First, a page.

Have you ever heard this quip? “There are only two ways to get into the plastics business: either you're born into it or by mistake.”
I heard it at a conference a few weeks ago and it got a big laugh. But with our Rising Stars special report this week, I'm reminded that it's critically important to keep up the effort to recruit talented, bright people into manufacturing — and specifically into plastics.
Experts say young people aren't going into manufacturing. They're steered away by parents and high school counselors into fields that appear more promising, like health care.
The “Rising Stars” profiles that start on Page 9 make for really interesting reading, But one stands out because the story was so difficult to condense.
Dan Chase, the senior supplier quality engineer at Haemonetics Corp. in Braintree, Mass., told us how he got started in plastics — and he definitely wasn't born into it, nor did he stumble into plastics by mistake.
Although he almost stumbled out of plastics, which would have been a shame!
Chase explained that he grew up a mile from Nypro Inc.'s headquarters in Clinton, Mass., and he remembers sitting next to the factory watching the robots and molding presses run. When he was in first grade, he wrote an essay about how he wanted to be a plastics engineer.
When he was 14, he picked up a drafting contract at Nypro, and before long he was interning at the company.
You read that right — his dream wasn't to be drafted by the Red Sox. It was to be drafting at Nypro.
Here's part of his profile that didn't fit with the rest on Page 9:
“Since I was a kid working in the office, they used to have the college interns come to me to ask questions about pretty much anything,” Chase wrote. “I quickly found out that while they had plenty of book learning, they didn't really know much about plastics or engineering in real terms — only what they knew from textbooks.”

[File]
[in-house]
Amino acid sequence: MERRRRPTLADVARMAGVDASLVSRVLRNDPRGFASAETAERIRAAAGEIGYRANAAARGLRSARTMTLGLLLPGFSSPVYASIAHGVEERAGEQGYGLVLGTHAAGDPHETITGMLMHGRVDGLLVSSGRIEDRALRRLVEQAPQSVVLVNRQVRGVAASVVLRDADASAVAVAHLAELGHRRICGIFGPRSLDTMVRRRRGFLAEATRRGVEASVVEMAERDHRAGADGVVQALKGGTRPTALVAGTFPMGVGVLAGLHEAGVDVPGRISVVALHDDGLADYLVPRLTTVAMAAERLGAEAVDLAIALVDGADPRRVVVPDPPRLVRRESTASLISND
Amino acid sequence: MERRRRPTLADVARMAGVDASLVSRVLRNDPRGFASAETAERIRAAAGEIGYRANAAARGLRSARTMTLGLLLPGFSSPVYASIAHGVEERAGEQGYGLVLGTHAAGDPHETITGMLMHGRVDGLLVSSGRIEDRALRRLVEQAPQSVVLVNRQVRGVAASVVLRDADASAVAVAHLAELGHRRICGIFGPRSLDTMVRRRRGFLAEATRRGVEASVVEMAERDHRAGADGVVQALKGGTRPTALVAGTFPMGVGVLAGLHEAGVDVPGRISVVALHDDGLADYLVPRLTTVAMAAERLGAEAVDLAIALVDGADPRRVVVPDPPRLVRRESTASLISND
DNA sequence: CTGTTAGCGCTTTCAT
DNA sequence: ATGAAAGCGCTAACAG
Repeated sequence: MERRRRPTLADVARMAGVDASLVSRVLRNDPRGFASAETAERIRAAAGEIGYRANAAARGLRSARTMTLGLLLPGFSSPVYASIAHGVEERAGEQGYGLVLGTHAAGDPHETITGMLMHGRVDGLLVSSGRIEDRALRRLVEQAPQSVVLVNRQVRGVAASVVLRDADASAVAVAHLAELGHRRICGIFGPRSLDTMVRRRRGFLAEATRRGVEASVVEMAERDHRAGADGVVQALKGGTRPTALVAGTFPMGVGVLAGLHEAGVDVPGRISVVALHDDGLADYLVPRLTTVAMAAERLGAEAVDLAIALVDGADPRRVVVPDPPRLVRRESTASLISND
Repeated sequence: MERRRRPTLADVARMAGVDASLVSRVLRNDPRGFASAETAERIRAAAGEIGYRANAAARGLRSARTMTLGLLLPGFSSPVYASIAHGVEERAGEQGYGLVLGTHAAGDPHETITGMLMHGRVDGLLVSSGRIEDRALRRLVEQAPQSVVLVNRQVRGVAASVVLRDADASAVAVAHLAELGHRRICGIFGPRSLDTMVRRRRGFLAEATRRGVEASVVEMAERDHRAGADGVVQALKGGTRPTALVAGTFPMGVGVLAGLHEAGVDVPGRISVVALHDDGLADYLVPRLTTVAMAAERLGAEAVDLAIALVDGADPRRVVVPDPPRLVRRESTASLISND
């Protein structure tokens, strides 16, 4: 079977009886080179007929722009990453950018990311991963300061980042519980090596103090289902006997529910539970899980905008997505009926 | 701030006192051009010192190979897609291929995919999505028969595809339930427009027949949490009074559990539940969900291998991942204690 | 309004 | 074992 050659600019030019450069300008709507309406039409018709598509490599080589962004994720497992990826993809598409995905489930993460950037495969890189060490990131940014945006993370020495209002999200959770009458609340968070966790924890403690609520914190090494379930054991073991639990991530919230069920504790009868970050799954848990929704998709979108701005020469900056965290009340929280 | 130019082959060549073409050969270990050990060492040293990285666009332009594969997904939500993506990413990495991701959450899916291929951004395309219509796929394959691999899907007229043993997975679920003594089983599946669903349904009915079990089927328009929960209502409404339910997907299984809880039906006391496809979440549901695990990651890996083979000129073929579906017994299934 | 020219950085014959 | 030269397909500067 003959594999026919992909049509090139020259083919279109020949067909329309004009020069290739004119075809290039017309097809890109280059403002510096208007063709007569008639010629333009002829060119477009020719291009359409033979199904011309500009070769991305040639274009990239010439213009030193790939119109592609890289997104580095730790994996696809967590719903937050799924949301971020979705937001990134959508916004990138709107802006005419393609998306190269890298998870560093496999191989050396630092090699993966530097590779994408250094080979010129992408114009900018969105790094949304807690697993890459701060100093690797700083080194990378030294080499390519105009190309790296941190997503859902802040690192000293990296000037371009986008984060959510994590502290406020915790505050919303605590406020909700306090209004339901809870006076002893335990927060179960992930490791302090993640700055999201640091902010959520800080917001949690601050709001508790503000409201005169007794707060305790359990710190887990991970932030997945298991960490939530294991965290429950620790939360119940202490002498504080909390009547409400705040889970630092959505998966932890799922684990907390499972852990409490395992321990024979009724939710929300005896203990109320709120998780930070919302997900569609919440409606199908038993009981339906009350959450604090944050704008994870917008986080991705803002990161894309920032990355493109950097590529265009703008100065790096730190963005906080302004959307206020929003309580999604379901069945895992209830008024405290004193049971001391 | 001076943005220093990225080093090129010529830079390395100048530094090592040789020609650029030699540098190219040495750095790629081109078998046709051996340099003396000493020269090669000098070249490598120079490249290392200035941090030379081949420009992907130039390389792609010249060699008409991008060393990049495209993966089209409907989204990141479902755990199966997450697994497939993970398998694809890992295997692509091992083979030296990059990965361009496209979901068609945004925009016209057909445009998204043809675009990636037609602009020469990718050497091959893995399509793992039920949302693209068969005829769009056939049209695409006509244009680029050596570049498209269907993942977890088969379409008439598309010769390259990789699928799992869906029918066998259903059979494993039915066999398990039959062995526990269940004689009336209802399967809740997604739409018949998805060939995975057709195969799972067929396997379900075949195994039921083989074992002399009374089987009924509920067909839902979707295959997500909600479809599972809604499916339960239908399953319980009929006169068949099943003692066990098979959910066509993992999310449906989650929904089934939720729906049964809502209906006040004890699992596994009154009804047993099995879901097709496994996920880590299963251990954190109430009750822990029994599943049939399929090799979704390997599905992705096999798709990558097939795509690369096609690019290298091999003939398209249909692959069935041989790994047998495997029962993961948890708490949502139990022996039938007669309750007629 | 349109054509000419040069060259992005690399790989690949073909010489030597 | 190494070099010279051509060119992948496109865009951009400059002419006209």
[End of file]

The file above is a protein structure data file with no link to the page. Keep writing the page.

By the time he went to college, he majored — not in plastics engineering — but in archeology and African studies.
But Chase knew that with his experience, he could always come back to plastics manufacturing.
“I knew that even if I didn't have the engineering degree, I'd still be able to find a job in the field based on work experience, even if it was a junior position or in a blue-collar job — God forbid I had to work my way up, right?
“Manufacturing is great in that way, it's more about what you can do than what degree you have,” Chase said.
Perception vs. reality
I'm not sure if there's a lesson about recruiting bright future leaders in Chase's story. I'm sorry to tell you, but most first graders don't aspire to be plastics engineers.
But the fact that so many bright young people are finding their way into plastics, and are sharing their stories with Plastics News readers again this year, is encouraging.
The perception of manufacturing is that it's unskilled labor, with no future. Go to work in a factory and it's likely there will be layoffs in your future, because all the factories are moving to China and Mexico.
The reality is that manufacturing is growing and has a bright future, and needs skilled workers.
Yet the problem persists. Plastics managers all say their biggest headache is recruiting talented young people into the industry.
If everyone is having the same problem, then it's obviously an opportunity for some companies to differentiate themselves by having a good solution. We see them all the time: apprentice programs, internships, investments in training, links with high schools and colleges, even hiring older workers instead of just focusing on youth.
This can all work. I think the key is to have a strategy and devote the resources necessary to make it successful.
Loepp is editor of Plastics News and author of “The Plastics Blog.” Follow him on Twitter @donloepp.